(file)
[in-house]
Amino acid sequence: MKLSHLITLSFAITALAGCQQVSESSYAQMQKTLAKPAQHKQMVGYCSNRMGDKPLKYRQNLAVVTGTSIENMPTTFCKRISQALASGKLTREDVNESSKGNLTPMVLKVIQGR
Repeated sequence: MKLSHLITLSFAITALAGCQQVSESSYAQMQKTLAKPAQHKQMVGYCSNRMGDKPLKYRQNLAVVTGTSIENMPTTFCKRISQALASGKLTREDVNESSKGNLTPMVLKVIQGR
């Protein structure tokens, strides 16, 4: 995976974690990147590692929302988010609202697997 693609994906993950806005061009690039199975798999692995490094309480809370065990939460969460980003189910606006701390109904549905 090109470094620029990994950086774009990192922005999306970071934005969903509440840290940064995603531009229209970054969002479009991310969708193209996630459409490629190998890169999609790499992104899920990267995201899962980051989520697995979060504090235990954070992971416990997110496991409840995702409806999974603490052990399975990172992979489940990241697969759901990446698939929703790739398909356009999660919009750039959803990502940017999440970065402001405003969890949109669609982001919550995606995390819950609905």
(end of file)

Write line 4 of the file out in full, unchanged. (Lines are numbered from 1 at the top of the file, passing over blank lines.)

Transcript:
């Protein structure tokens, strides 16, 4: 995976974690990147590692929302988010609202697997 693609994906993950806005061009690039199975798999692995490094309480809370065990939460969460980003189910606006701390109904549905 090109470094620029990994950086774009990192922005999306970071934005969903509440840290940064995603531009229209970054969002479009991310969708193209996630459409490629190998890169999609790499992104899920990267995201899962980051989520697995979060504090235990954070992971416990997110496991409840995702409806999974603490052990399975990172992979489940990241697969759901990446698939929703790739398909356009999660919009750039959803990502940017999440970065402001405003969890949109669609982001919550995606995390819950609905």